Nevada's ban on the use of card cheating devices was upheld by the state Supreme Court in a ruling against a man who wired his athletic supporter to a hidden microcomputer to improve his odds of winning at blackjack.
The ruling last week revived a charge of possessing a cheating device that had been filed against Philip Preston Anderson in Las Vegas. Anderson had won a pretrial ruling from Clark County District Judge Earle W. White Jr. that the law was unconstitutional.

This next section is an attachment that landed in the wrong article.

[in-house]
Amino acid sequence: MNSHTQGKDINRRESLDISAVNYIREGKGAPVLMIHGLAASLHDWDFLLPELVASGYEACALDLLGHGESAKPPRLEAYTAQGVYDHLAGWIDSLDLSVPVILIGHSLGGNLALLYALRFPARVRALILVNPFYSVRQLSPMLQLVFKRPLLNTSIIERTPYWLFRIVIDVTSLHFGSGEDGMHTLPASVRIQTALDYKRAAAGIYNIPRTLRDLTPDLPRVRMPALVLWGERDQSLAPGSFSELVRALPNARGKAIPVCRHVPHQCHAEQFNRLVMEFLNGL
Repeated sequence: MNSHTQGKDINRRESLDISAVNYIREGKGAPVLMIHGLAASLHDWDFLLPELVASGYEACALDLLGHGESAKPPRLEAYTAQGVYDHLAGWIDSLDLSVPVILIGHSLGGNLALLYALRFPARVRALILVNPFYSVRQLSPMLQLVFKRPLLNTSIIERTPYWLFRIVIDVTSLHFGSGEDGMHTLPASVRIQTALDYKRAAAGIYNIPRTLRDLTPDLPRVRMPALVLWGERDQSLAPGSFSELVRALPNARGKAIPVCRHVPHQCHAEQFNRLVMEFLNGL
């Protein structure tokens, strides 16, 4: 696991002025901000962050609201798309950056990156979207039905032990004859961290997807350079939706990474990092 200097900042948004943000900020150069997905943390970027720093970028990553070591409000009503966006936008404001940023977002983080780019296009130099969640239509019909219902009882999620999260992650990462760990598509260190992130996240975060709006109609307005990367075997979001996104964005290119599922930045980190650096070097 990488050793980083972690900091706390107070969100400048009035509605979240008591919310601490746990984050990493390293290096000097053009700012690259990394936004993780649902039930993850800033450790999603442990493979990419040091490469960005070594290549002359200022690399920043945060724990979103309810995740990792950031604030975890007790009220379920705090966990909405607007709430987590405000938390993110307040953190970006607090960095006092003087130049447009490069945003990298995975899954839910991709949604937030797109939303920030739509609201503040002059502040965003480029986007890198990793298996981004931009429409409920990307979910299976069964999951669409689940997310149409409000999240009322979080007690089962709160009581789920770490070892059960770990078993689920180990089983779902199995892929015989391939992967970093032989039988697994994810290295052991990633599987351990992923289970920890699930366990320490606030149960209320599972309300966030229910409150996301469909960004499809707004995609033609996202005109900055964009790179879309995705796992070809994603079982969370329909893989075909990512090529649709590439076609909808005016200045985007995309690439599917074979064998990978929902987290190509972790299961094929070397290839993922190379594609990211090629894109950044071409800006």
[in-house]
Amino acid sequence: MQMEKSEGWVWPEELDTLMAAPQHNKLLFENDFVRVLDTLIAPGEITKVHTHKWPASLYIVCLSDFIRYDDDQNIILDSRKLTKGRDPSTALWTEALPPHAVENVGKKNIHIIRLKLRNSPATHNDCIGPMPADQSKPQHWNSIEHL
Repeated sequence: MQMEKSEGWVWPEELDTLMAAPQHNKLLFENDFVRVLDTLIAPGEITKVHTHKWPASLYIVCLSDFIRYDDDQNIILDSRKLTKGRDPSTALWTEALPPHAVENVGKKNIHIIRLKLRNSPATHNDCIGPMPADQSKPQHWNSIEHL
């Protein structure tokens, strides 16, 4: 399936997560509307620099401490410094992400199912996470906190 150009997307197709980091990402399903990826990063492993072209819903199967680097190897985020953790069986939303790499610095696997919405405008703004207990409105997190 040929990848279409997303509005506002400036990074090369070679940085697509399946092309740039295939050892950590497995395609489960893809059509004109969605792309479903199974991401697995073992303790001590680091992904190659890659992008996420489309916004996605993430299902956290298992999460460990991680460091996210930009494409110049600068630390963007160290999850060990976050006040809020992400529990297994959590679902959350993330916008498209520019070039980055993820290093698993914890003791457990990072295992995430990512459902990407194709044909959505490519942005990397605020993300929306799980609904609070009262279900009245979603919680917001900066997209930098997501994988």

According to the court, Anderson strapped a microcomputer to his left calf. Wires ran to switches in his shoes that he could tap with his toes to keep track of the cards that had been played.
The computer calculated Anderson's advantage or disadvantage with the house and sent "vibratory signals to a special receiver located inside an athletic supporter," the Supreme Court said. "The signal told Anderson whether to hit, stand, double down or split."